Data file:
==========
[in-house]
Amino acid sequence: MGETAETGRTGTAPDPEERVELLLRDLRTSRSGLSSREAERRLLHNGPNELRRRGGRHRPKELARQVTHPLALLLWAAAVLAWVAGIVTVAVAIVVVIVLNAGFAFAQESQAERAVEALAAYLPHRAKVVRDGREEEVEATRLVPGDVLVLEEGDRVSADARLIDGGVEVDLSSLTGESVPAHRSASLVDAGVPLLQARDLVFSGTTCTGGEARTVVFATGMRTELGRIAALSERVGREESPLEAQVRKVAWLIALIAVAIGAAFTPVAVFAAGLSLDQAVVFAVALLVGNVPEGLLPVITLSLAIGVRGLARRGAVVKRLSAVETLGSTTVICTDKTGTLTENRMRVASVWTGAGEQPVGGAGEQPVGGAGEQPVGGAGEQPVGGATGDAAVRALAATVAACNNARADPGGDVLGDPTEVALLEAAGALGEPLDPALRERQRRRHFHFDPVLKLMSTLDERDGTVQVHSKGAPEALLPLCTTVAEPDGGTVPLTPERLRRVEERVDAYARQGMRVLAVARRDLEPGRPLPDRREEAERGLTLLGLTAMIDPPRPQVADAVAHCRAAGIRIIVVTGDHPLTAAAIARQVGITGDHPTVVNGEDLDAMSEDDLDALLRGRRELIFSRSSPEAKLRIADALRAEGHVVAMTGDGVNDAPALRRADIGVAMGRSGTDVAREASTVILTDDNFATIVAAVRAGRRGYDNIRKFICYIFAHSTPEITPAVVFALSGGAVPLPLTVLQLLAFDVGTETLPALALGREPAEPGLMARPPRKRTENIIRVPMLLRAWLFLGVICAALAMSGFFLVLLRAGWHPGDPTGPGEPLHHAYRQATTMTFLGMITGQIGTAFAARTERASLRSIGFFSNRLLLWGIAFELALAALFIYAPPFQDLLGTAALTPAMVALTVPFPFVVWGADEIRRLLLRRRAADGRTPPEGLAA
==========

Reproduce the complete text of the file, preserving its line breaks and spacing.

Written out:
[in-house]
Amino acid sequence: MGETAETGRTGTAPDPEERVELLLRDLRTSRSGLSSREAERRLLHNGPNELRRRGGRHRPKELARQVTHPLALLLWAAAVLAWVAGIVTVAVAIVVVIVLNAGFAFAQESQAERAVEALAAYLPHRAKVVRDGREEEVEATRLVPGDVLVLEEGDRVSADARLIDGGVEVDLSSLTGESVPAHRSASLVDAGVPLLQARDLVFSGTTCTGGEARTVVFATGMRTELGRIAALSERVGREESPLEAQVRKVAWLIALIAVAIGAAFTPVAVFAAGLSLDQAVVFAVALLVGNVPEGLLPVITLSLAIGVRGLARRGAVVKRLSAVETLGSTTVICTDKTGTLTENRMRVASVWTGAGEQPVGGAGEQPVGGAGEQPVGGAGEQPVGGATGDAAVRALAATVAACNNARADPGGDVLGDPTEVALLEAAGALGEPLDPALRERQRRRHFHFDPVLKLMSTLDERDGTVQVHSKGAPEALLPLCTTVAEPDGGTVPLTPERLRRVEERVDAYARQGMRVLAVARRDLEPGRPLPDRREEAERGLTLLGLTAMIDPPRPQVADAVAHCRAAGIRIIVVTGDHPLTAAAIARQVGITGDHPTVVNGEDLDAMSEDDLDALLRGRRELIFSRSSPEAKLRIADALRAEGHVVAMTGDGVNDAPALRRADIGVAMGRSGTDVAREASTVILTDDNFATIVAAVRAGRRGYDNIRKFICYIFAHSTPEITPAVVFALSGGAVPLPLTVLQLLAFDVGTETLPALALGREPAEPGLMARPPRKRTENIIRVPMLLRAWLFLGVICAALAMSGFFLVLLRAGWHPGDPTGPGEPLHHAYRQATTMTFLGMITGQIGTAFAARTERASLRSIGFFSNRLLLWGIAFELALAALFIYAPPFQDLLGTAALTPAMVALTVPFPFVVWGADEIRRLLLRRRAADGRTPPEGLAA